Here at St Richard’s Hospice, we believe that high quality, individualised end of life care should be the norm for all patients with life threatening illnesses. As we care for patients and their loved ones during their illness and after their death, we continually challenge and review the care we provide to ensure that people are offered the very best care possible.
The Education department is passionate about learning and supporting the health and social care workforce in Worcestershire and beyond. We provide high quality, nationally recognised training courses, using a range of flexible approaches to meet each individual’s learning needs, to help individuals develop professionally and meet the standards expected for our health and social care services.
We deliver a range of courses, including induction sessions for new staff and volunteers, training in specific areas of palliative care, professional development courses and clinical training updates. We welcome learners to our courses from a wide range of services; not only our own staff and volunteers, but also staff from residential and nursing care homes, hospitals, primary care teams, schools, colleges and domiciliary care agencies.
This week, we are evaluating the effectiveness of courses we have just completed, including a clinical training session on how to use a Syringe Driver for administering medicines. We always review feedback from students, researching best practice examples from across the country and look for opportunities to improve our future sessions.
One medical student said; “I really enjoyed it and got a lot out of the day – really lovely staff, and it was really good how there was a plan and a structure, but also that the day was influenced by what we wanted to achieve.”
We are also putting the finishing touches to courses taking place over the coming weeks. Our St Richard’s induction session later this week will welcome our newest members of staff and volunteers. Those attending will learn how St Richard’s offers compassionate care to patients and their loved ones, and how each person receives holistic care that meets their individual needs.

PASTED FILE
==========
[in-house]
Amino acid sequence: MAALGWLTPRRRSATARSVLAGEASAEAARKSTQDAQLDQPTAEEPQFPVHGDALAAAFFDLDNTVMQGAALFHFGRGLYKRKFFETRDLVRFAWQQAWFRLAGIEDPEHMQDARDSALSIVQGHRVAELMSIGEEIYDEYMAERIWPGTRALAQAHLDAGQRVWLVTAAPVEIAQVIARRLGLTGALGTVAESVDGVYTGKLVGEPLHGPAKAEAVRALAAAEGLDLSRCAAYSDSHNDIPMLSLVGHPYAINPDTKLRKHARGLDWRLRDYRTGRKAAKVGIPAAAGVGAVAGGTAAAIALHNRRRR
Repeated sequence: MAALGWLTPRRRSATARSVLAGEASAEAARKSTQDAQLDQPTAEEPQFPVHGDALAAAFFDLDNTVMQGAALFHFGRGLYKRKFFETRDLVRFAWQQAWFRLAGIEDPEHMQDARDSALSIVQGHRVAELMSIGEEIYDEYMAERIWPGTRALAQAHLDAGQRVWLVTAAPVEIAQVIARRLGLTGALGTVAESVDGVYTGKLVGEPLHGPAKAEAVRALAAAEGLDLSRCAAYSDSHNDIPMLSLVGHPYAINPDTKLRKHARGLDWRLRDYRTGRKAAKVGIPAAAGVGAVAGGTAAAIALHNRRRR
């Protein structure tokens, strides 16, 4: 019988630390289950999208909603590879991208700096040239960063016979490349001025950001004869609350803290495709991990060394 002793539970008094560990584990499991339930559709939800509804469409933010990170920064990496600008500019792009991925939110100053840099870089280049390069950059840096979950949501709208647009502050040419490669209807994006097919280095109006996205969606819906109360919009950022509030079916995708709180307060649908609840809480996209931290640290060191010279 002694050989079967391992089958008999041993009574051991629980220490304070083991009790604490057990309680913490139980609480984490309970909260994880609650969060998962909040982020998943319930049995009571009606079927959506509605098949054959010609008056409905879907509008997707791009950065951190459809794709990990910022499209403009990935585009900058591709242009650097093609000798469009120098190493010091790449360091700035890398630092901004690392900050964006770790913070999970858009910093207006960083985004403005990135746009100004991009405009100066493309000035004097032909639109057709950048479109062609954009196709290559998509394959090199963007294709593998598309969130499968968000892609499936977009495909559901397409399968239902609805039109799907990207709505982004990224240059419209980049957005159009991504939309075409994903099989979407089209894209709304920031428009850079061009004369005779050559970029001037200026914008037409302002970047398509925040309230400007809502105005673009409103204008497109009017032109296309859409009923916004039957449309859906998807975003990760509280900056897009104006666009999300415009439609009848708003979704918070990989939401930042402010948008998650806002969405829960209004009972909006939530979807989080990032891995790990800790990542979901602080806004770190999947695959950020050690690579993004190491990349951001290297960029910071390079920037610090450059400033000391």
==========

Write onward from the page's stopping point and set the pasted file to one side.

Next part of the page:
It is important to us that each individual working on behalf of the hospice shares our ethos that every person matters to the very end of their lives and that we support staff and volunteers to develop the skills they need. We recognise the value of our volunteers’ input to our services, and here at St Richard’s they are considered as much part of the team as our paid staff.
Later this month, we will be running one of our most popular courses, helping people to actively listen. The group, including nurses, health care assistants, social workers, volunteers and staff from residential care settings, will learn how to deal with emotionally difficult subjects, with particular emphasis on death and bereavement, and how to manage conversations with sensitivity and compassion. Using role play, the group will investigate their own approach to dying and will develop their own communication skills. The skills they develop will help them to provide high quality compassionate care to patients and their families wherever they are receiving hospice care: at our In-patient Unit or Day Hospice, within their own homes, GP surgery or residential care home.
St Richard’s Hospice has a strong partnership with the University of Worcester and we deliver university accredited specialist education programmes at Foundation degree and post-graduate degree level. This partnership has been strengthened with the development of the Centre for Palliative Care which aims to spread learning and develop the evidence and research base.
Following a successful pilot course earlier this year, plans are now being finalised for a group of third year student nurses from Worcester University to learn about holistic palliative care. Whichever specialty the students focus on during their career, the course aims to give them the skills they need to offer high quality care to patients at the end of their lives.
As part of a structured programme of learning, the students will learn about effective symptom control, family support and bereavement. Following theoretical sessions, they will experience a team meeting and will learn how the different professions work together to offer holistic care for the patient and their family. Each student will then see how theory is put into practice by spending a day with one of the hospice’s Nurse Specialists working with people in the community, and with a member of the team, for example with one of the specialist palliative doctors and nurses, counsellors or chaplains.
As an Education team we continually challenge and review the training experience we offer, and aim to provide the highest quality courses that meet the professional development needs of our staff and volunteers, and to the wider health and social care economy.